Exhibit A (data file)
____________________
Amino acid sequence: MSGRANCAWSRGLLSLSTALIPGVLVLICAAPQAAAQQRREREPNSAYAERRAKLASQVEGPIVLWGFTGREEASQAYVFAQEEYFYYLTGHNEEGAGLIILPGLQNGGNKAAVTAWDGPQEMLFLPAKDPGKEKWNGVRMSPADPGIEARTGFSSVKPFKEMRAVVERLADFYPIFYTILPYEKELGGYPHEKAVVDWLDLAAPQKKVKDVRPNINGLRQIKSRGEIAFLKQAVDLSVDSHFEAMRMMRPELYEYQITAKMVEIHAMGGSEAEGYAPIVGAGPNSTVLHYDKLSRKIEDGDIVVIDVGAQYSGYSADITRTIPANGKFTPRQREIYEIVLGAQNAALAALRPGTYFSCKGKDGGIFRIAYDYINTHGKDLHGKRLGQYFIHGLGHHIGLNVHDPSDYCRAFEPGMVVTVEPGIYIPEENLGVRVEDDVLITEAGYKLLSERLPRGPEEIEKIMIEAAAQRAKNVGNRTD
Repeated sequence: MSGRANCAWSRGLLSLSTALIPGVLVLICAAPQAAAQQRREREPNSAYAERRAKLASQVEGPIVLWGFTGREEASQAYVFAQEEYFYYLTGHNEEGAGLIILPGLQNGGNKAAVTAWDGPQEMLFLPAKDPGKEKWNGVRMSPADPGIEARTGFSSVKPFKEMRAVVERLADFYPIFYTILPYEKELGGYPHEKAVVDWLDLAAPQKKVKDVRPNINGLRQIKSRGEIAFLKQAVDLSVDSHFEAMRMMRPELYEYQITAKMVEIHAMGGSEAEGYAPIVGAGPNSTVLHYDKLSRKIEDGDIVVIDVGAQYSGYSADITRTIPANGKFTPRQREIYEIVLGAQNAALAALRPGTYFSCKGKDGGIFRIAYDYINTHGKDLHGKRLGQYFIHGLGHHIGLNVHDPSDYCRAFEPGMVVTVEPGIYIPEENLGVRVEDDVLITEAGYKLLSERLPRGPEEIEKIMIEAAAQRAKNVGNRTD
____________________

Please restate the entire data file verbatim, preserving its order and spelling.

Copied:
Amino acid sequence: MSGRANCAWSRGLLSLSTALIPGVLVLICAAPQAAAQQRREREPNSAYAERRAKLASQVEGPIVLWGFTGREEASQAYVFAQEEYFYYLTGHNEEGAGLIILPGLQNGGNKAAVTAWDGPQEMLFLPAKDPGKEKWNGVRMSPADPGIEARTGFSSVKPFKEMRAVVERLADFYPIFYTILPYEKELGGYPHEKAVVDWLDLAAPQKKVKDVRPNINGLRQIKSRGEIAFLKQAVDLSVDSHFEAMRMMRPELYEYQITAKMVEIHAMGGSEAEGYAPIVGAGPNSTVLHYDKLSRKIEDGDIVVIDVGAQYSGYSADITRTIPANGKFTPRQREIYEIVLGAQNAALAALRPGTYFSCKGKDGGIFRIAYDYINTHGKDLHGKRLGQYFIHGLGHHIGLNVHDPSDYCRAFEPGMVVTVEPGIYIPEENLGVRVEDDVLITEAGYKLLSERLPRGPEEIEKIMIEAAAQRAKNVGNRTD
Repeated sequence: MSGRANCAWSRGLLSLSTALIPGVLVLICAAPQAAAQQRREREPNSAYAERRAKLASQVEGPIVLWGFTGREEASQAYVFAQEEYFYYLTGHNEEGAGLIILPGLQNGGNKAAVTAWDGPQEMLFLPAKDPGKEKWNGVRMSPADPGIEARTGFSSVKPFKEMRAVVERLADFYPIFYTILPYEKELGGYPHEKAVVDWLDLAAPQKKVKDVRPNINGLRQIKSRGEIAFLKQAVDLSVDSHFEAMRMMRPELYEYQITAKMVEIHAMGGSEAEGYAPIVGAGPNSTVLHYDKLSRKIEDGDIVVIDVGAQYSGYSADITRTIPANGKFTPRQREIYEIVLGAQNAALAALRPGTYFSCKGKDGGIFRIAYDYINTHGKDLHGKRLGQYFIHGLGHHIGLNVHDPSDYCRAFEPGMVVTVEPGIYIPEENLGVRVEDDVLITEAGYKLLSERLPRGPEEIEKIMIEAAAQRAKNVGNRTD